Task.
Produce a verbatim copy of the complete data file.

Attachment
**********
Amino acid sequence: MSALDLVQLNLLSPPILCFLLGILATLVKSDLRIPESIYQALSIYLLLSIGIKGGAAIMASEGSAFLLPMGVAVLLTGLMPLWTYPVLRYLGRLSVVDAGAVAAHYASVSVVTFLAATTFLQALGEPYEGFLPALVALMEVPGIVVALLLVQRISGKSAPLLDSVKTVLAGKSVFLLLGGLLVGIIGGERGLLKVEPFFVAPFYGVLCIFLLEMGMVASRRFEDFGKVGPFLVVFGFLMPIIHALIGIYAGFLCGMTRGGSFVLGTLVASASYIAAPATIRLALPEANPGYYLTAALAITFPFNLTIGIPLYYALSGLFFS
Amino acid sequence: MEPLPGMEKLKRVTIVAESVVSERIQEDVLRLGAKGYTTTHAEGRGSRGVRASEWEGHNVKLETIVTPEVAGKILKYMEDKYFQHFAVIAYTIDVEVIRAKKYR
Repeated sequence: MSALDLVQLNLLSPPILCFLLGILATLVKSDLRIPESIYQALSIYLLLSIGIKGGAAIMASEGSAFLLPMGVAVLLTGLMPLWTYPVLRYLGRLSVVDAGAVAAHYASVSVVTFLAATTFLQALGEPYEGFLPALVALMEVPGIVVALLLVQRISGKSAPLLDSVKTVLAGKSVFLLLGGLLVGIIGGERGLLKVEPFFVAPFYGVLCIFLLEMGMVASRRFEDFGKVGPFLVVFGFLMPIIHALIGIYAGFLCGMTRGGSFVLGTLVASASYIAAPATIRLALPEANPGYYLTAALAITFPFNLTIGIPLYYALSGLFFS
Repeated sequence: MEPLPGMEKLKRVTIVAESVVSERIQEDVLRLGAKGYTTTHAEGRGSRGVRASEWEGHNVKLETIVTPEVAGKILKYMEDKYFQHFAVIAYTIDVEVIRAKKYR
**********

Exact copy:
Amino acid sequence: MSALDLVQLNLLSPPILCFLLGILATLVKSDLRIPESIYQALSIYLLLSIGIKGGAAIMASEGSAFLLPMGVAVLLTGLMPLWTYPVLRYLGRLSVVDAGAVAAHYASVSVVTFLAATTFLQALGEPYEGFLPALVALMEVPGIVVALLLVQRISGKSAPLLDSVKTVLAGKSVFLLLGGLLVGIIGGERGLLKVEPFFVAPFYGVLCIFLLEMGMVASRRFEDFGKVGPFLVVFGFLMPIIHALIGIYAGFLCGMTRGGSFVLGTLVASASYIAAPATIRLALPEANPGYYLTAALAITFPFNLTIGIPLYYALSGLFFS
Amino acid sequence: MEPLPGMEKLKRVTIVAESVVSERIQEDVLRLGAKGYTTTHAEGRGSRGVRASEWEGHNVKLETIVTPEVAGKILKYMEDKYFQHFAVIAYTIDVEVIRAKKYR
Repeated sequence: MSALDLVQLNLLSPPILCFLLGILATLVKSDLRIPESIYQALSIYLLLSIGIKGGAAIMASEGSAFLLPMGVAVLLTGLMPLWTYPVLRYLGRLSVVDAGAVAAHYASVSVVTFLAATTFLQALGEPYEGFLPALVALMEVPGIVVALLLVQRISGKSAPLLDSVKTVLAGKSVFLLLGGLLVGIIGGERGLLKVEPFFVAPFYGVLCIFLLEMGMVASRRFEDFGKVGPFLVVFGFLMPIIHALIGIYAGFLCGMTRGGSFVLGTLVASASYIAAPATIRLALPEANPGYYLTAALAITFPFNLTIGIPLYYALSGLFFS
Repeated sequence: MEPLPGMEKLKRVTIVAESVVSERIQEDVLRLGAKGYTTTHAEGRGSRGVRASEWEGHNVKLETIVTPEVAGKILKYMEDKYFQHFAVIAYTIDVEVIRAKKYR